Post a reply

Avatar for Nikolaosf
Dec 24, 2017 1:58 AM CST
Melbourne, Victoria.
Could somebody please tell me what type of palm tree this is. I have tried doing it my self but don't have any much experience with plants! Thanks :)
Thumb of 2017-12-24/Nikolaosf/23f3ed
Thumb of 2017-12-24/Nikolaosf/9c073b
Thumb of 2017-12-24/Nikolaosf/227c13
Avatar for ScotTi
Dec 24, 2017 6:22 AM CST
Name: Scott
Tampa FL (Westchase)
Amaryllis Enjoys or suffers hot summers Lover of wildlife (Raccoon badge) Plumerias Orchids Foliage Fan
Region: Florida Dog Lover Cactus and Succulents Bromeliad Aroids Tropicals
Those are Washingtonia palms more than likely Washingtonia filibusta. The filibuta is a very common hybrid between filifera and robusta.
Avatar for Nikolaosf
Dec 26, 2017 7:43 PM CST
Melbourne, Victoria.
Thank you Scott 👍
Dec 26, 2017 7:50 PM CST
Name: Lin Vosbury
Sebastian, Florida (Zone 10a)

Region: United States of America Region: Ukraine Region: Florida Charter ATP Member I was one of the first 300 contributors to the plant database! Million Pollinator Garden Challenge
Birds Butterflies Bee Lover Hummingbirder Container Gardener Houseplants
~ I'm an old gal who still loves playing in the dirt!
~ Playing in the dirt is my therapy ... and I'm in therapy a lot!

Dec 27, 2017 3:11 PM CST
Name: Baja
Baja California (Zone 11b)
Cactus and Succulents Seed Starter Xeriscape Container Gardener Hummingbirder Native Plants and Wildflowers
Garden Photography Region: Mexico Plant Identifier Forum moderator Plant Database Moderator Garden Ideas: Level 1
We live in the land of the Washingtonias and it is really hard to distinguish young robustas from filiferas, let alone identify hybrids, without knowing where they are from or having a lot of experience. They are very similar plants in any case, the only two species in the genus. Native to dry Baja California and surrounding areas, found in arroyos, canyons and washes.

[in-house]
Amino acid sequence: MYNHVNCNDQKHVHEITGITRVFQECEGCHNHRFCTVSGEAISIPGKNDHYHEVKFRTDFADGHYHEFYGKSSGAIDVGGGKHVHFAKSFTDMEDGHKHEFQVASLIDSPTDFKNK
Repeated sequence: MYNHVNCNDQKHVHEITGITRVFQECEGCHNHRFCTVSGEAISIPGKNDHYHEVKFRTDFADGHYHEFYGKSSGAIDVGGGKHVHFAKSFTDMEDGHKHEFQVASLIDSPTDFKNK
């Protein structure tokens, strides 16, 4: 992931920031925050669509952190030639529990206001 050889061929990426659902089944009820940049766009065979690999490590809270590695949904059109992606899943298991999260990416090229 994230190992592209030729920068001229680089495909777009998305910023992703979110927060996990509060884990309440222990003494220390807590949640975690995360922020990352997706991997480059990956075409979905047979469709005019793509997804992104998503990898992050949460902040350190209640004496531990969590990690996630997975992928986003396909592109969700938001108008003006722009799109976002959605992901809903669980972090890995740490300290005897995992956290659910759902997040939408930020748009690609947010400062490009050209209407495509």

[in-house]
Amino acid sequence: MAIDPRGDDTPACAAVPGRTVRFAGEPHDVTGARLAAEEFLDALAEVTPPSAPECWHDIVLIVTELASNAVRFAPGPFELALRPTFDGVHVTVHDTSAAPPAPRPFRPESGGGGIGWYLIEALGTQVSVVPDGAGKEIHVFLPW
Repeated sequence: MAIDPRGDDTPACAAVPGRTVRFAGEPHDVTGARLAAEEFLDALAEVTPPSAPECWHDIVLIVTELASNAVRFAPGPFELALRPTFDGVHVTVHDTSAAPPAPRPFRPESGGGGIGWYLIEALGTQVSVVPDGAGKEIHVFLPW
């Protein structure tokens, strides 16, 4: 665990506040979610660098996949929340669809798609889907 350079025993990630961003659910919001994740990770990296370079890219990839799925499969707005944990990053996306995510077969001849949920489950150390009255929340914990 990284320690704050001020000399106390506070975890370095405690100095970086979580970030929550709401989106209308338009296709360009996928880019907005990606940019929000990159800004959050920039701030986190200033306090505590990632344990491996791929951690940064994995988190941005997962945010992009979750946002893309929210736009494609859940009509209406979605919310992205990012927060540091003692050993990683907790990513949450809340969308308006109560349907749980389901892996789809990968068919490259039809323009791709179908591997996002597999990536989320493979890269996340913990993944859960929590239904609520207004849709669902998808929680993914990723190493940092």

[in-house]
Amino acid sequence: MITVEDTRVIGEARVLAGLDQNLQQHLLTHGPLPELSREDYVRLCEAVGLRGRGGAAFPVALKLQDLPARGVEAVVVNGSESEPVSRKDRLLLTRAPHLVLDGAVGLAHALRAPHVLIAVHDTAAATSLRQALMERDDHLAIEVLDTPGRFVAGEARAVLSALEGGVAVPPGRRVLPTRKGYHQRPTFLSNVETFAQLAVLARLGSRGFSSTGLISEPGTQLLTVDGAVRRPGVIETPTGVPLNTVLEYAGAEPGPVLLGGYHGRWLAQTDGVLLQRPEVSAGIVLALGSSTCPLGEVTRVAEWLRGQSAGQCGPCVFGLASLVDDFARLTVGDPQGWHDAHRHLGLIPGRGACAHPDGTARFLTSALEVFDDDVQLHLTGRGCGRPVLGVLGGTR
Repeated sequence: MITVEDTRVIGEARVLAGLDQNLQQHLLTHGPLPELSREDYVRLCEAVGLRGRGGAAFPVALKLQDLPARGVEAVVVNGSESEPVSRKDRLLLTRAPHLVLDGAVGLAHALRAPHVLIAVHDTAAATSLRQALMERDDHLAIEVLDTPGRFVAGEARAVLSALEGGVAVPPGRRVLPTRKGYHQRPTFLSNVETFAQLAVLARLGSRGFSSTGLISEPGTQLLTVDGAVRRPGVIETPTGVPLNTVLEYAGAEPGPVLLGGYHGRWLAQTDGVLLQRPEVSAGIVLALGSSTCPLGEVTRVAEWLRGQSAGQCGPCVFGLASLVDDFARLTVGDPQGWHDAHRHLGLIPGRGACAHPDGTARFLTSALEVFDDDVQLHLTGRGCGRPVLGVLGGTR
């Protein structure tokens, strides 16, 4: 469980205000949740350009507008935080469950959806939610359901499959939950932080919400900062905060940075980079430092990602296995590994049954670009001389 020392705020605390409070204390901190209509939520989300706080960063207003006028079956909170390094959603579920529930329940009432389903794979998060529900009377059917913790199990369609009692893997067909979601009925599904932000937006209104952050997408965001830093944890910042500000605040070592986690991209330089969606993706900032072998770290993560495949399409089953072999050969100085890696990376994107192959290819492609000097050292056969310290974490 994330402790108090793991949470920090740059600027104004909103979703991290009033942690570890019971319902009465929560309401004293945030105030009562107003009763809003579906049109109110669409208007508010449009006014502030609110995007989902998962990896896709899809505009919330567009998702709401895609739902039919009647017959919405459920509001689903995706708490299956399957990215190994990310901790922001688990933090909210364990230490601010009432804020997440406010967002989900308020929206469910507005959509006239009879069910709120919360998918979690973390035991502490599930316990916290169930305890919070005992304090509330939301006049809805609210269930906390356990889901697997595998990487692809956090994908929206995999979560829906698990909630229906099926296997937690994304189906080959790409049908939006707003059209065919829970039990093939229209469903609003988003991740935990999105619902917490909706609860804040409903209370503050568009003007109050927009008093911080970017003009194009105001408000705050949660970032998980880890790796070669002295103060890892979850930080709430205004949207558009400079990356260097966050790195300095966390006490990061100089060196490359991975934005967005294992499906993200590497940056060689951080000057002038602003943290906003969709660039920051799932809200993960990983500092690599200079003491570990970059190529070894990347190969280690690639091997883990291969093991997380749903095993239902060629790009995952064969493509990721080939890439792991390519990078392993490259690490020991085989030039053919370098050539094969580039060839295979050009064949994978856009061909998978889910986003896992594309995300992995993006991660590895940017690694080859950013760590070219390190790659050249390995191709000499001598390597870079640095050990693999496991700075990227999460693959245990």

Washingtonias account for most of the palms in cultivation in Southern California and Baja California, especially street trees. They will naturalize and seed a pretty wide area, hybridizing freely. Birds will drop seeds at quite a distance.

The plants pictured are quite close together by my standards. W. robusta will grow a much wider base in old age, often invading concrete and walls in the process.

Washingtonia in habitat here.

Last edited by Baja_Costero Dec 27, 2017 3:15 PM Icon for preview
Only the members of the Members group may reply to this thread.
  • Started by: Nikolaosf
  • Replies: 4, views: 1,505
Member Login:

( No account? Join now! )

Today's site banner is by Zoia and is called "Butter Lemon"

This site is protected by reCAPTCHA and the Google Privacy Policy and Terms of Service apply.